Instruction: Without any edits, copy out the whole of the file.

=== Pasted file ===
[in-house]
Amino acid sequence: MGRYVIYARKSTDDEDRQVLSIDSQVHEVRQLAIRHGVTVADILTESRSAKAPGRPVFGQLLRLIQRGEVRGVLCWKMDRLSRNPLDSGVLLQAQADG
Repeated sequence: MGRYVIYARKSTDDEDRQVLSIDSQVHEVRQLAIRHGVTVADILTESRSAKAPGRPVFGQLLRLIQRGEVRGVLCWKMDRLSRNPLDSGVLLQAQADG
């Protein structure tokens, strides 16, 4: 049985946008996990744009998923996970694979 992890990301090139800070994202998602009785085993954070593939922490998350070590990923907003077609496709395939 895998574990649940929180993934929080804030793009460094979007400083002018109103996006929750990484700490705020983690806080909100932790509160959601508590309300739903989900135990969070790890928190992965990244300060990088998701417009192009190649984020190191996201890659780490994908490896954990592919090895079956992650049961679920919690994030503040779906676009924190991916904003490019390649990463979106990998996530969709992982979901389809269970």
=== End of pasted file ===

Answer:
[in-house]
Amino acid sequence: MGRYVIYARKSTDDEDRQVLSIDSQVHEVRQLAIRHGVTVADILTESRSAKAPGRPVFGQLLRLIQRGEVRGVLCWKMDRLSRNPLDSGVLLQAQADG
Repeated sequence: MGRYVIYARKSTDDEDRQVLSIDSQVHEVRQLAIRHGVTVADILTESRSAKAPGRPVFGQLLRLIQRGEVRGVLCWKMDRLSRNPLDSGVLLQAQADG
């Protein structure tokens, strides 16, 4: 049985946008996990744009998923996970694979 992890990301090139800070994202998602009785085993954070593939922490998350070590990923907003077609496709395939 895998574990649940929180993934929080804030793009460094979007400083002018109103996006929750990484700490705020983690806080909100932790509160959601508590309300739903989900135990969070790890928190992965990244300060990088998701417009192009190649984020190191996201890659780490994908490896954990592919090895079956992650049961679920919690994030503040779906676009924190991916904003490019390649990463979106990998996530969709992982979901389809269970």